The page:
“Oh no. Not another one,” cried Colin Chap­man, run­ning to­wards me. “His vi­tal signs are okay,” I said quickly. “Bad leg in­juries, for sure, but he was sit­ting up and look­ing around.”

It was on Mon­day morn­ing, as I was checkingin at Li­nate Air­port in Mi­lan, that John Glover of Cham­pion Spark Plugs broke the news. “Haven’t you heard? Ron­nie died in the night. There was some sort of com­pli­ca­tion with a blood clot…”

In the Tri­dent on the way home, my thoughts were only of the fragility of life and of whether it was all worth it. I’d read Faster! A Racer’s Di­ary, the book Peter Manso had writ­ten with Jackie Ste­wart, in which Jackie talks emotionally about the day after the 1970 Ital­ian Grand Prix, when he was back in London, be­gin­ning to re­build his life after the death of Jochen Rindt. So it was with Ron­nie. At Heathrow a news board barked out the head­line: “Ron­nie Peter­son dead”. I needed to nd some respite.

The el­e­gant Elio De An­ge­lis was killed at a Ri­card test with my friend Nigel Mansell do­ing all he could to reach into the ames to draw him clear. In March 1986, I was sit­ting along­side Frank Wil­liams when we veered from a French coun­try road one sunny Satur­day af­ter­noon. I rolled my­self up into a ball be­fore im­pact. Frank con­tin­ued to ght the wheel and took a blow, fully ver­ti­cal, through the spine. I was bruised but ne; Frank was ren­dered quad­ri­plegic.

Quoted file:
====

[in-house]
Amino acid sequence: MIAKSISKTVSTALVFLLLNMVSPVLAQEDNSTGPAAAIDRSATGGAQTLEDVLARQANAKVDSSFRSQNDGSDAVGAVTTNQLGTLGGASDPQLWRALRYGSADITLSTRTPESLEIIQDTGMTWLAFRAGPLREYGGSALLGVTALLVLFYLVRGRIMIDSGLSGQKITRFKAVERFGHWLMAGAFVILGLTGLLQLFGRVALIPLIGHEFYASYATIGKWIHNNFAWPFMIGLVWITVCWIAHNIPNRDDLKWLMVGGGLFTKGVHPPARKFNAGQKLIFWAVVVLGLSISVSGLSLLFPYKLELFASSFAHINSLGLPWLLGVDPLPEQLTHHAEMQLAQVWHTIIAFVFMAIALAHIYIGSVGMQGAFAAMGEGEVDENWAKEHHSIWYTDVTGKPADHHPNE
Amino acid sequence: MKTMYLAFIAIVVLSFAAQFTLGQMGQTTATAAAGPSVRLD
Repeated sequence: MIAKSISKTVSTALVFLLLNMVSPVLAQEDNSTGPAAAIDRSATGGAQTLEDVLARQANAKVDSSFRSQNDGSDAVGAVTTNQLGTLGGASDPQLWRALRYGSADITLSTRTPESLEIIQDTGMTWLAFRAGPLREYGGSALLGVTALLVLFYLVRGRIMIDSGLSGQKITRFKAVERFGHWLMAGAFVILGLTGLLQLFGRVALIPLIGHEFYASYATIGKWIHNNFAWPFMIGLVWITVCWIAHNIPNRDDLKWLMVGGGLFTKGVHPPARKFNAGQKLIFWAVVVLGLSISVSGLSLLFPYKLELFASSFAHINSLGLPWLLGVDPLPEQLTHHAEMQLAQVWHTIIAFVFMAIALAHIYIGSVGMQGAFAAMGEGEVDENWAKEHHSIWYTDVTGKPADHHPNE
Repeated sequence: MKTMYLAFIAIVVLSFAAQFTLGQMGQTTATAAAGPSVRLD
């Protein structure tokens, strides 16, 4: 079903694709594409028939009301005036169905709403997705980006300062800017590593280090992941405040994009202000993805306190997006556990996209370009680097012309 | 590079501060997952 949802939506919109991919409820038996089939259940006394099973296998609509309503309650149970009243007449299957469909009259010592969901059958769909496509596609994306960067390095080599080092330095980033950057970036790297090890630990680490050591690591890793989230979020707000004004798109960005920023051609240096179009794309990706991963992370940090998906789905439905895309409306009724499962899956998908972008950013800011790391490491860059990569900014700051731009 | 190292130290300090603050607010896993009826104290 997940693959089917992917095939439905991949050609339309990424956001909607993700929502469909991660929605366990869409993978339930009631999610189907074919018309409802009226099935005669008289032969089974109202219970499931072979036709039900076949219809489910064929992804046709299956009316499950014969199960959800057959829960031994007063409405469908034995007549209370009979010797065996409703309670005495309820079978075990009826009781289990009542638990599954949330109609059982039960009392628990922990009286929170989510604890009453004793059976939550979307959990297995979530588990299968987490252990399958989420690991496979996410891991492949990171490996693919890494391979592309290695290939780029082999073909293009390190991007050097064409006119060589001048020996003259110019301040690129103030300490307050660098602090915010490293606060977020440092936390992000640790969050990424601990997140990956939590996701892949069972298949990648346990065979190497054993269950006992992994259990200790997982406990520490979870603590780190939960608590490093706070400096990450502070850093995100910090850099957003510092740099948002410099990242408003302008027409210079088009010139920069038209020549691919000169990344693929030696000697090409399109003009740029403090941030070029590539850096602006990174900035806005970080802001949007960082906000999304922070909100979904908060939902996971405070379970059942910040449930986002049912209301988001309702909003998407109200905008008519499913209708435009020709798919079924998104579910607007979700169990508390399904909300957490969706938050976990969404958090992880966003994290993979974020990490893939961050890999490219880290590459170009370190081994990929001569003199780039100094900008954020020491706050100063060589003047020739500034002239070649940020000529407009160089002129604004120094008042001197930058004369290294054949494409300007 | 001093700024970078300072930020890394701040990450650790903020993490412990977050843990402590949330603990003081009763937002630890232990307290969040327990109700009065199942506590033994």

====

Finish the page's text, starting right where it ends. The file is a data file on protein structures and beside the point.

Gilles Vil­leneuve, Roland Ratzen­berger, Jeff Kros­noff, and many, many more. I stayed with it be­cause, I guess, it is hu­man na­ture to push our­selves to the limit in what­ever we choose to do. And I had, and have, noth­ing but to­tal re­spect for those who were and are out there, tak­ing the real risks. Slowly, though, ac­ci­dent by ac­ci­dent, I be­gan to un­der­stand that what makes us ul­ti­mately ful­filled isn’t just some­thing like mo­tor rac­ing; it’s what we do with our lives as a whole.

Our hopes and prayers are with Michael. What we know, though, given the above, is that th­ese days in For­mula 1, the rac­ing goes on. We still do what we do. We still laugh, we still get an­noyed by se­cu­rity checks at air­ports. We still go rac­ing, lux­u­ri­at­ing in the safety of to­day’s cars and cir­cuits. We still spray the cham­pagne. We still start again on Mon­day morn­ings. Yet Michael is there in the back­ground of our com­bined sub­con­scious­ness, – a re­minder of what can hap­pen in a mil­lisec­ond. We send him let­ters and cards and we post mes­sages on our web­sites and on the F1 cars them­selves.

I know it has made me think more deeply about the mean­ing of my own life, prompt­ing me to seek my own an­swers to ques­tions to which the tra­di­tional re­sponses have, in some cases, been un­sat­is­fac­tory. What are we think­ing as we try to trans­mit pos­i­tive en­ergy to Michael as a For­mula 1 com­mu­nity? Are we do­ing this for our­selves, to make our­selves feel bet­ter? Or are we sub­lim­i­nally aware, amid the neb­u­lous lay­ers of F1 life, that there is some higher be­ing out there who will lis­ten and just might help? I don’t re­call F1 ever be­ing so close to ‘delv­ing within’. We’ve all had months now to think about Michael and won­der how it is that freak ac­ci­dents like this can oc­cur to some­one so spe­cial after a ca­reer so daz­zling.